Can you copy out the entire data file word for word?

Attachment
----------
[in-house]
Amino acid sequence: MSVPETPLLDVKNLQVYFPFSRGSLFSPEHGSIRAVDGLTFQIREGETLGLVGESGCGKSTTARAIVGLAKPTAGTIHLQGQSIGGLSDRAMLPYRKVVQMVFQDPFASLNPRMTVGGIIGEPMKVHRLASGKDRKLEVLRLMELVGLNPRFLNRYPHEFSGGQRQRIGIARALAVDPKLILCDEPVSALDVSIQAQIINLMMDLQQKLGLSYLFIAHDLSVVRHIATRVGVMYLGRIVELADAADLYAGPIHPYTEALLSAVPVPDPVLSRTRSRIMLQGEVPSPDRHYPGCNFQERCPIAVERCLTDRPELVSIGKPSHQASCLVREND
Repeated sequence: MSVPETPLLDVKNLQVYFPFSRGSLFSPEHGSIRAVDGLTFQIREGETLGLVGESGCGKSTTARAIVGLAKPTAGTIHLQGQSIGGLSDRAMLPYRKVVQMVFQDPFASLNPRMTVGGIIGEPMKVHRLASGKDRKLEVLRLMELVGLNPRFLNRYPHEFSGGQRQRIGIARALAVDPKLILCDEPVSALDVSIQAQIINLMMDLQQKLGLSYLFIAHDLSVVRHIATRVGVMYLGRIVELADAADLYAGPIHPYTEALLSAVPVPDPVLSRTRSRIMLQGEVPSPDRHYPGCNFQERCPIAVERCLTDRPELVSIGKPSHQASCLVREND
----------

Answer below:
[in-house]
Amino acid sequence: MSVPETPLLDVKNLQVYFPFSRGSLFSPEHGSIRAVDGLTFQIREGETLGLVGESGCGKSTTARAIVGLAKPTAGTIHLQGQSIGGLSDRAMLPYRKVVQMVFQDPFASLNPRMTVGGIIGEPMKVHRLASGKDRKLEVLRLMELVGLNPRFLNRYPHEFSGGQRQRIGIARALAVDPKLILCDEPVSALDVSIQAQIINLMMDLQQKLGLSYLFIAHDLSVVRHIATRVGVMYLGRIVELADAADLYAGPIHPYTEALLSAVPVPDPVLSRTRSRIMLQGEVPSPDRHYPGCNFQERCPIAVERCLTDRPELVSIGKPSHQASCLVREND
Repeated sequence: MSVPETPLLDVKNLQVYFPFSRGSLFSPEHGSIRAVDGLTFQIREGETLGLVGESGCGKSTTARAIVGLAKPTAGTIHLQGQSIGGLSDRAMLPYRKVVQMVFQDPFASLNPRMTVGGIIGEPMKVHRLASGKDRKLEVLRLMELVGLNPRFLNRYPHEFSGGQRQRIGIARALAVDPKLILCDEPVSALDVSIQAQIINLMMDLQQKLGLSYLFIAHDLSVVRHIATRVGVMYLGRIVELADAADLYAGPIHPYTEALLSAVPVPDPVLSRTRSRIMLQGEVPSPDRHYPGCNFQERCPIAVERCLTDRPELVSIGKPSHQASCLVREND